The National Highway Traffic Safety Administration has proposed new federal rules for autonomous (aka “self-driving”) vehicles, far in advance of any automaker’s plans to introduce even one of these vehicles into the market. It is a statement to the extent of the United States Government’s overgrowth that detailed regulation of unmarketed and unannounced products is not immediately rejected as an absurd waste of tax dollars. Such regulation should almost always be rejected on principle, and this case is a great example.
NHTSA’s proposed rules are likely to delay the arrival of promising technology that could eliminate or substantially reduce whole categories of traffic accidents and driving complexity. In the process, NHTSA will, ironically, make our roads less safe, rather than more. Residents of urban centers will be denied the promise of cheaper, more efficient car sharing, and people with disabilities will continue to be virtually denied access to the roadway in droves. Meanwhile, taxpayers will continue to flush billions of dollars down the drain to subsidize inefficient, money-losing, poorly-maintained mass transit systems.
There are several reasons NHTSA’s autonomous vehicle regulations are a bad idea:
Regulating products that don’t exist, based on today’s concepts, needlessly limits future innovators without improving traffic safety for real people
Remember the controversy around the Chevy Volt’s fuel economy rating? GM and the government spent years wrangling over the EPA’s assessment methodology for fuel economy in plug-in hybrids and even then, produced an essentially useless set of numbers for actual drivers. Fuel economy, despite being a poor measure of the environmental footprint or the value of an electric or hybrid plug-in car, is a life or death matter for vehicle manufacturers facing federal minimum efficiency standards.
Regulating new, evolving technology is particularly toxic because technology changes quickly and regulations don’t (federal regulation particularly so). Also, we would be wise to ask where the purported safety risk is that justifies any regulation at all? Autonomous vehicles have not been implicated in any fatalities to date, but crashes involving manually operated vehicles kill tens of thousands of Americans every year.
States regulate vehicle and driver safety standards today. While even this system is painfully inflexible, it’s immensely preferable to a federal bureaucracy. NHTSA reacted slowly and its first move was to stifle a new technology with burdensome, self-serving regulation. We need look no further than California’s common-sense move to allow licensed drivers to operate autonomous vehicles to see the fruits of a less centralized process.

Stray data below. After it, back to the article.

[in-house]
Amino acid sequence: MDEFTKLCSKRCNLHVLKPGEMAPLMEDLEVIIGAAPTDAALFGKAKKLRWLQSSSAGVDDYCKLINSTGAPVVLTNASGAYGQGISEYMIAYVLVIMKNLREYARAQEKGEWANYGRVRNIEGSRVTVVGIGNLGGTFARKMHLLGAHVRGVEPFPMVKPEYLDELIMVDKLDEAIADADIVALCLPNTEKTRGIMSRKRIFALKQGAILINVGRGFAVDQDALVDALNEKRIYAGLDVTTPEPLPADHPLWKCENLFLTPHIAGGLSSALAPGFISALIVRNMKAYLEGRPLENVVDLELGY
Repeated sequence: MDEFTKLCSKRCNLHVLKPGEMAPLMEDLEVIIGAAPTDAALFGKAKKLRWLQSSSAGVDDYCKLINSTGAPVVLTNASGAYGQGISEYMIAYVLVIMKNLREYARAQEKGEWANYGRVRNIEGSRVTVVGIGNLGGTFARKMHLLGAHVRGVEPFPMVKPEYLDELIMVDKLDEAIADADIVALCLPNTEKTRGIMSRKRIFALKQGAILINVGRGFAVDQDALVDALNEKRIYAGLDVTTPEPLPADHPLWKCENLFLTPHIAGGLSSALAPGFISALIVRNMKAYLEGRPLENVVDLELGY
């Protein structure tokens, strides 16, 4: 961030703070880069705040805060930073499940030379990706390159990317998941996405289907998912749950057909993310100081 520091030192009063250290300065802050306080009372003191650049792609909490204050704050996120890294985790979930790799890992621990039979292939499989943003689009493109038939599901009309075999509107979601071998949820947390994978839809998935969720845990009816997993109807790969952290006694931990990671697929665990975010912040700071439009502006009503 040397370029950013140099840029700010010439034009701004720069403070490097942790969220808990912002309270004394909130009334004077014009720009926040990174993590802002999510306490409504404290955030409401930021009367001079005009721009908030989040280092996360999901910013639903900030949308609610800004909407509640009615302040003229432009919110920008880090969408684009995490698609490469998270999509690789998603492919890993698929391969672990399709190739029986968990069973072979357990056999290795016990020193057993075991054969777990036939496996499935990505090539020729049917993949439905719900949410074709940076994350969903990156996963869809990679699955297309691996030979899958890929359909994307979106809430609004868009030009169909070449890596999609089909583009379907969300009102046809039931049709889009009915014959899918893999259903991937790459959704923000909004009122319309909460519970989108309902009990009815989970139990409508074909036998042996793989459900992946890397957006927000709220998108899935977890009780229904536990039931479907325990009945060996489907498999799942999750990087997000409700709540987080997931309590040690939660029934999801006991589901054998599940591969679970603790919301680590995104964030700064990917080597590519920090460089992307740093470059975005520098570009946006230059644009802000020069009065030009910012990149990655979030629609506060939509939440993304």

Mandatory accident notification imposes an unreasonable burden
One of the most troublesome proposals in NHTSA’s draft rules is the concept that vehicle manufacturers, rather than drivers, insurance agencies, or law enforcement, are expected to notify the federal government of all accidents involving autonomous vehicles. Vehicle manufacturers aren’t in a position to collect this data today, because they aren’t party to the accident reporting process. The infrastructure they’ll need to change that (along with the potential liability risk if they get it wrong), will make the vehicles more expensive and may outright end the development of some semi-autonomous models. Smaller manufacturers (or their investors) could find the infrastructure cost and liability risks untenable and may never even get started.
Over-regulating these vehicles only hurts the people who need them most. Market realities already mean autonomous vehicles must be safer and more accessible than the cars they replace.
Autonomous vehicles have a lot of promise: they could be safer at higher speeds than human drivers can due to improved reaction time and in-depth, specialized programming for roadway safety; they could put people on the road whose physical limitations make it unsafe or flat out impossible for them to drive today’s cars; most impressively, a fleet of automated buses with dispatch on-demand could dynamically adjust to transit demand in ways today’s fixed-route mass transit systems cannot.
The big problem with autonomous vehicles, and part of the reason they’re not here today, is the price point. The additional technology in these vehicles makes them expensive relative to today’s cars, and they need advantages relative to those cars to succeed. One of the must-haves is safety. Never mind the reality of traffic safety, Americans love their cars and feel in control on the road. For us to give up that control in any number, autonomous vehicles must have an impeccable safety record. Merely the perception that these vehicles are unsafe would sink them as a class.
Tyler Cowen notes some of the many potential benefits of autonomous vehicles in his New York Times article on May 28, 2011 (“Regulations Hinder Development of Driverless Cars”), but he also makes a troubling point:
The driverless car is illegal in all 50 states.
The significant changes in California and elsewhere show we are capable of change, and show how change is easier the closer we get to the local level. Our dangerous, traffic-choked roads desperately need the change. The last thing we need, on the other hand, is another bloated federal bureaucracy standing in the way of the safer roads it claims to desire.